or inactivate viruses. Three separate and independent steps in the hP67.6 antibody
purification process achieves retrovirus inactivation and removal. These include
low pH treatment, DEAE-Sepharose chromatography, and viral filtration. Mylotarg (gemtuzumab ozogamicin for injection)
contains amino acid sequences of which approximately 98.3% are of human origin.
The constant region and framework regions contain human sequences while the
complementarity-determining regions are derived from a murine antibody (p67.6)
that binds CD33. This antibody is linked to N-acetyl-gamma calicheamicin via
a bifunctional linker. Gemtuzumab ozogamicin has approximately 50% of the antibody
loaded with 4-6 moles calicheamicin per mole of antibody. The remaining 50%
of the antibody is not linked to the calicheamicin derivative. Gemtuzumab ozogamicin
has a molecular weight of 151 to 153 kDa.
Mylotarg (gemtuzumab ozogamicin for injection) is a sterile, white, preservative-free lyophilized powder containing
5 mg of drug conjugate (protein equivalent) in an amber vial. The drug product
is light sensitive and must be protected from direct and indirect sunlight and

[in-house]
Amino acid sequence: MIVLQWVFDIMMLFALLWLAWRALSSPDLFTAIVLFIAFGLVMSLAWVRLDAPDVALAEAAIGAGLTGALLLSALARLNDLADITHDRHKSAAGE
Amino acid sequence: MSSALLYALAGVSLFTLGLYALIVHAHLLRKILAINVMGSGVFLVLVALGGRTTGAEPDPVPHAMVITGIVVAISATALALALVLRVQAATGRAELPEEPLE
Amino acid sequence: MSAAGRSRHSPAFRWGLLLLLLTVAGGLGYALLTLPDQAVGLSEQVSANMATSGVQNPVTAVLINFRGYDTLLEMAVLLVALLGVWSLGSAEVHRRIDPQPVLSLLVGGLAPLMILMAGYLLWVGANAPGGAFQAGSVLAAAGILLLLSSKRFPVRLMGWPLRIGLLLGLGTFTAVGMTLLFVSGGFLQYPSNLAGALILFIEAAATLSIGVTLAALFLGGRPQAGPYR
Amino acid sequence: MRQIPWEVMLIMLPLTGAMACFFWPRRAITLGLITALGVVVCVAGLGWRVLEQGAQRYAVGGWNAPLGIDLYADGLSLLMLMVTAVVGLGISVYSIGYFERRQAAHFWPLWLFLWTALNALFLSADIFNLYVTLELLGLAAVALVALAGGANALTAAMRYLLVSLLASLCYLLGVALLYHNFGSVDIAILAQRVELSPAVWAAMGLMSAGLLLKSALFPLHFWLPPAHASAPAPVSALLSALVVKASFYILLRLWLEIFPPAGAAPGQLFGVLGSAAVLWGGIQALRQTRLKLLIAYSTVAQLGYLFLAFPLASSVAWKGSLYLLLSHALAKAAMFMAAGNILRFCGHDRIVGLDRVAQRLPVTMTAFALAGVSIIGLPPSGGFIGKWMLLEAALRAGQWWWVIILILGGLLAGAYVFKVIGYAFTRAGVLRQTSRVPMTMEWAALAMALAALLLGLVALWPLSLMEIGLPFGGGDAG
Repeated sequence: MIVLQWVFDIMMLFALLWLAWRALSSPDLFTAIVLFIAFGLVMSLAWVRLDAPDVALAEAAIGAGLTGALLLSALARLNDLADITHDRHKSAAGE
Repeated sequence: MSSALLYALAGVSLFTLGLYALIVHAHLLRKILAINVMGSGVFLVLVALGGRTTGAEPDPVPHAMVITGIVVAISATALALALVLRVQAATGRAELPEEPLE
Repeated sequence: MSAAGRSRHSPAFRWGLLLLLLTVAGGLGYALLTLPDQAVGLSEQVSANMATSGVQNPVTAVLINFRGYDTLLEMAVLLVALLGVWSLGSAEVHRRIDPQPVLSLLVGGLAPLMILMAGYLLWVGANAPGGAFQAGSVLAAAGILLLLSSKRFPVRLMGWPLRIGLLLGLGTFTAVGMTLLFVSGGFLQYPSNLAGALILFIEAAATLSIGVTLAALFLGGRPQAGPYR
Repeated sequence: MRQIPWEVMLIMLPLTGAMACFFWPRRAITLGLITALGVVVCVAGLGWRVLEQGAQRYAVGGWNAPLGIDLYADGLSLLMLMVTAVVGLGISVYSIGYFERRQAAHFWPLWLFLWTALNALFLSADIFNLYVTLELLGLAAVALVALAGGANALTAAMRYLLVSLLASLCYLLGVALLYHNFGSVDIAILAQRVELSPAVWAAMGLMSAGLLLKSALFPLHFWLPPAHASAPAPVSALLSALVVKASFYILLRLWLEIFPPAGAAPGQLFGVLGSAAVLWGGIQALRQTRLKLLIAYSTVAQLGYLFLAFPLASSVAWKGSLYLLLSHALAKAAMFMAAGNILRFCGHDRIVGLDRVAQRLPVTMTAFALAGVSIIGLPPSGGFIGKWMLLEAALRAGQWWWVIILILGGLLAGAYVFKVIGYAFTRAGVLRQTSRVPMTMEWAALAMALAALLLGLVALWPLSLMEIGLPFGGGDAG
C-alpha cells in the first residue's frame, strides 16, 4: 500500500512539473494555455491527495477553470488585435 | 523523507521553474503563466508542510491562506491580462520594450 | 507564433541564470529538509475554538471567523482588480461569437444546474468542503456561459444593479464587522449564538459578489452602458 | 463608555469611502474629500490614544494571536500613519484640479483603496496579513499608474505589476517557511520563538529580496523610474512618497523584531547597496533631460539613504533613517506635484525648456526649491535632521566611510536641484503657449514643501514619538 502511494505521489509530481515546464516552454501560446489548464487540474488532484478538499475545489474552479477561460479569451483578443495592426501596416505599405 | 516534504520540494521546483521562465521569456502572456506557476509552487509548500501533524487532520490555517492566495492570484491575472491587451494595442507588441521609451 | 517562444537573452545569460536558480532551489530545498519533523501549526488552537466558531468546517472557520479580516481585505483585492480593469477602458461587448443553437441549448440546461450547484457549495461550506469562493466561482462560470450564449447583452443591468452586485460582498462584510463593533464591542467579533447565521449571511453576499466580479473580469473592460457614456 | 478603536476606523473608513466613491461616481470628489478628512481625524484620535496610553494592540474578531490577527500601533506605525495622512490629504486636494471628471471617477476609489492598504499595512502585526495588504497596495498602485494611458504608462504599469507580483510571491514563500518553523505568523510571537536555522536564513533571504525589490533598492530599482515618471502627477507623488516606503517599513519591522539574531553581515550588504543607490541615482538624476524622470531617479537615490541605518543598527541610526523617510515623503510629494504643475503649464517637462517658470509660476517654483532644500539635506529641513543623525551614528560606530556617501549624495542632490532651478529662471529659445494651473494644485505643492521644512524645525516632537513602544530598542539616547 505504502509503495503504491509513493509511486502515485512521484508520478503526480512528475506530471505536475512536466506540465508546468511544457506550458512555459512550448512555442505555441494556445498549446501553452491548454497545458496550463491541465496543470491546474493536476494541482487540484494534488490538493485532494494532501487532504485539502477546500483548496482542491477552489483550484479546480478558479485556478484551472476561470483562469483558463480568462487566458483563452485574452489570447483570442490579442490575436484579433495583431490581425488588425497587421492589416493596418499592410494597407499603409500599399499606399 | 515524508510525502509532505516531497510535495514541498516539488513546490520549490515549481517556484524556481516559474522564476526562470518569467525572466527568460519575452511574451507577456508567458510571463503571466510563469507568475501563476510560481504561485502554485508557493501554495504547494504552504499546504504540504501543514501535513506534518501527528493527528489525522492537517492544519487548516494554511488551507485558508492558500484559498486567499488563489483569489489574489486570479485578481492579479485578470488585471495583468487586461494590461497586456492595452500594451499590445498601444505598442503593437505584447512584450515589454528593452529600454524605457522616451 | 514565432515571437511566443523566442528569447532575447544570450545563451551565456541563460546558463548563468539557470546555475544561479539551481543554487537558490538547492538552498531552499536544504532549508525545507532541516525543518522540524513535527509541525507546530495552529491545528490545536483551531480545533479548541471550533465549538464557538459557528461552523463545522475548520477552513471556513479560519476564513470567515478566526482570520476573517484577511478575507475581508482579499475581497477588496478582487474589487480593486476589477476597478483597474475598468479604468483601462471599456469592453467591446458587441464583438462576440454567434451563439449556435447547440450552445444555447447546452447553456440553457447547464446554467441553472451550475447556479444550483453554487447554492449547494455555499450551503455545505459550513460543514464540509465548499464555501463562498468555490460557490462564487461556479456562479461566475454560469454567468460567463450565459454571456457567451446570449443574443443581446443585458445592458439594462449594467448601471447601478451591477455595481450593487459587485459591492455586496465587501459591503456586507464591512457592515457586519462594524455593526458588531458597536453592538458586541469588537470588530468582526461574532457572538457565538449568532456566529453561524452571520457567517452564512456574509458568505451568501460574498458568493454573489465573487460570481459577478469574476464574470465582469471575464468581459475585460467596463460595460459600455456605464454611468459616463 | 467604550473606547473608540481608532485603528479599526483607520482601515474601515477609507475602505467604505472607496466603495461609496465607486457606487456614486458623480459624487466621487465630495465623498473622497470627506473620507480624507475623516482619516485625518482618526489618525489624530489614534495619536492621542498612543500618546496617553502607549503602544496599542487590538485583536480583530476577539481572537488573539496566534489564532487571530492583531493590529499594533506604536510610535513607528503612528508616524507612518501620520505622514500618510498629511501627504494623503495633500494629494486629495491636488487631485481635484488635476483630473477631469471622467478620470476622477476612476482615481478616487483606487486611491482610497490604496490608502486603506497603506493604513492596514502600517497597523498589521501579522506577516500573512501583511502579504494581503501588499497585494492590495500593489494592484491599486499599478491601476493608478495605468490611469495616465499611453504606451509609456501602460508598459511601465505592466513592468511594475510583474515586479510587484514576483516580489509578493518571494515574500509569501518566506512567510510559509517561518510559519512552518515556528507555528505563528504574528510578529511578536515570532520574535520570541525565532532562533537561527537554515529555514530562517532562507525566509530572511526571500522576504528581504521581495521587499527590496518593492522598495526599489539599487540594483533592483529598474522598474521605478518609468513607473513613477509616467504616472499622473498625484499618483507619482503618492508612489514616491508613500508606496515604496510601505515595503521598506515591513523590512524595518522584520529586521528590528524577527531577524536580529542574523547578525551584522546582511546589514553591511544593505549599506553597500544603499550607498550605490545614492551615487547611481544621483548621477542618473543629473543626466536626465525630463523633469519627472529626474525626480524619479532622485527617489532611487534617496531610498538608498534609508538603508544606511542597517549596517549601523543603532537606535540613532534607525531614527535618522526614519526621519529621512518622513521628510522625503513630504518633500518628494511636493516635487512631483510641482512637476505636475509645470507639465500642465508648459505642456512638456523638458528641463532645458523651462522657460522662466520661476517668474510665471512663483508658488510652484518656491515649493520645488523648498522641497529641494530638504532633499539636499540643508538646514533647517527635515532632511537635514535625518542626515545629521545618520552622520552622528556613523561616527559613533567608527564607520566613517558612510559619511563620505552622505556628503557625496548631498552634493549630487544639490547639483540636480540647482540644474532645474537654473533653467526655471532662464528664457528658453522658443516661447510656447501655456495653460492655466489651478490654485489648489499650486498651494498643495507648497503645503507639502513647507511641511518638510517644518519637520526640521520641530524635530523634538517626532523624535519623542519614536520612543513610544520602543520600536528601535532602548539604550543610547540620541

unshielded fluorescent light during the preparation and administration of the
infusion. The inactive ingredients are: dextran 40; sucrose; sodium chloride;
monobasic and dibasic sodium phosphate.
What are the possible side effects of gemtuzumab (Mylotarg)?
Some people receiving a gemtuzumab injection have had a reaction to the infusion (when the medicine is injected into the vein). Tell your caregiver right away if you feel dizzy, nauseated, light-headed, sweaty, or have fever, chills, or trouble breathing within 24 hours after receiving the injection.
Get emergency medical help if you have any of these signs of an allergic reaction: hives; difficult breathing; swelling of your face, lips, tongue, or throat.
Call your doctor at once if you have a serious side effect such as:
- pain in your upper right stomach, loss...
Read All Potential Side Effects and See Pictures of Mylotarg »
Last reviewed on RxList: 6/24/2008
This monograph has been modified to include the generic and brand name in many instances.